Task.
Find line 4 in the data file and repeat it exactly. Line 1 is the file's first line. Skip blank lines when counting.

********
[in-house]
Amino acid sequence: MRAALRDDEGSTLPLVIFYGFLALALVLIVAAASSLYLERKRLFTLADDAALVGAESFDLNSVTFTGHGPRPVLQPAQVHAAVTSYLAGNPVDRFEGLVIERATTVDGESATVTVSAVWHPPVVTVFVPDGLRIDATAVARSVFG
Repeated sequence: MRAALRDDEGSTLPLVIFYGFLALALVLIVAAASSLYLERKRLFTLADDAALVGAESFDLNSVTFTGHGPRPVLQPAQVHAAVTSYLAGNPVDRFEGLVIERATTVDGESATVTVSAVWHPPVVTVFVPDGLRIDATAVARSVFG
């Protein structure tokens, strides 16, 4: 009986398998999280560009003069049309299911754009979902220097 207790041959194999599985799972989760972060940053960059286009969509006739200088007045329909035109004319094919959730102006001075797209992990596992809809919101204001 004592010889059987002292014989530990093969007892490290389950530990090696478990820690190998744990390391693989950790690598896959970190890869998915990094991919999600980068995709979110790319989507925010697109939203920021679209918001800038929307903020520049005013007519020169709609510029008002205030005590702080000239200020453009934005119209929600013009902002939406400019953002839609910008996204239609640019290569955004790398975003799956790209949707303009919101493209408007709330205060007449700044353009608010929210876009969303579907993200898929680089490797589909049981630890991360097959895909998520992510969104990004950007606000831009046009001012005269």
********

């Protein structure tokens, strides 16, 4: 009986398998999280560009003069049309299911754009979902220097 207790041959194999599985799972989760972060940053960059286009969509006739200088007045329909035109004319094919959730102006001075797209992990596992809809919101204001 004592010889059987002292014989530990093969007892490290389950530990090696478990820690190998744990390391693989950790690598896959970190890869998915990094991919999600980068995709979110790319989507925010697109939203920021679209918001800038929307903020520049005013007519020169709609510029008002205030005590702080000239200020453009934005119209929600013009902002939406400019953002839609910008996204239609640019290569955004790398975003799956790209949707303009919101493209408007709330205060007449700044353009608010929210876009969303579907993200898929680089490797589909049981630890991360097959895909998520992510969104990004950007606000831009046009001012005269």